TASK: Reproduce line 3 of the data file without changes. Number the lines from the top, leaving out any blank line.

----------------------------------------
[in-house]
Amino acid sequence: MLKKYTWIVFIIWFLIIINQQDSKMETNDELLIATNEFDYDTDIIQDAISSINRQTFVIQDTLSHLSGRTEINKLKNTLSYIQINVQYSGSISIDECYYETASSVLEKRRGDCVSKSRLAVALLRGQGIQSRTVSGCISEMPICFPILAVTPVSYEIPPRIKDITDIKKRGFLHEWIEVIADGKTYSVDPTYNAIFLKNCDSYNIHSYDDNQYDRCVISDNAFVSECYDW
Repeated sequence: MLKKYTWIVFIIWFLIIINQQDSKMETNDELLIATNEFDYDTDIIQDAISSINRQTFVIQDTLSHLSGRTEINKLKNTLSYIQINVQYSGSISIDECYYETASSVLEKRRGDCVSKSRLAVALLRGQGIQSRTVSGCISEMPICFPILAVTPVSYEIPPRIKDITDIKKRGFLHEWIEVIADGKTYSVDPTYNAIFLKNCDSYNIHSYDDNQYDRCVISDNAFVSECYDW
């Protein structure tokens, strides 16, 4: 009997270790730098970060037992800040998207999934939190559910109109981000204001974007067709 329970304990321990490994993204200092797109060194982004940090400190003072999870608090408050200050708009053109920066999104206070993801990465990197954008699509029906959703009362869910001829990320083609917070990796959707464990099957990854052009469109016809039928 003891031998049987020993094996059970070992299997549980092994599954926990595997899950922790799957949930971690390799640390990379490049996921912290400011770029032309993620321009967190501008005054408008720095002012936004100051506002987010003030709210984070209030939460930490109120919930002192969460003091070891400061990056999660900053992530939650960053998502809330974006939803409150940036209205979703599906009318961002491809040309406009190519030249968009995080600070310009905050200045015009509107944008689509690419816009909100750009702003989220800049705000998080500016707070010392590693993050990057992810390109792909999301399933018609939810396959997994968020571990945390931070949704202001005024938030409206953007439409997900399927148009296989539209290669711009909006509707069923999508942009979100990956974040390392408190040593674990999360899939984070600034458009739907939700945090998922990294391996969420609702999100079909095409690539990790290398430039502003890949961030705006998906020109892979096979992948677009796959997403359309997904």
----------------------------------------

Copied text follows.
Repeated sequence: MLKKYTWIVFIIWFLIIINQQDSKMETNDELLIATNEFDYDTDIIQDAISSINRQTFVIQDTLSHLSGRTEINKLKNTLSYIQINVQYSGSISIDECYYETASSVLEKRRGDCVSKSRLAVALLRGQGIQSRTVSGCISEMPICFPILAVTPVSYEIPPRIKDITDIKKRGFLHEWIEVIADGKTYSVDPTYNAIFLKNCDSYNIHSYDDNQYDRCVISDNAFVSECYDW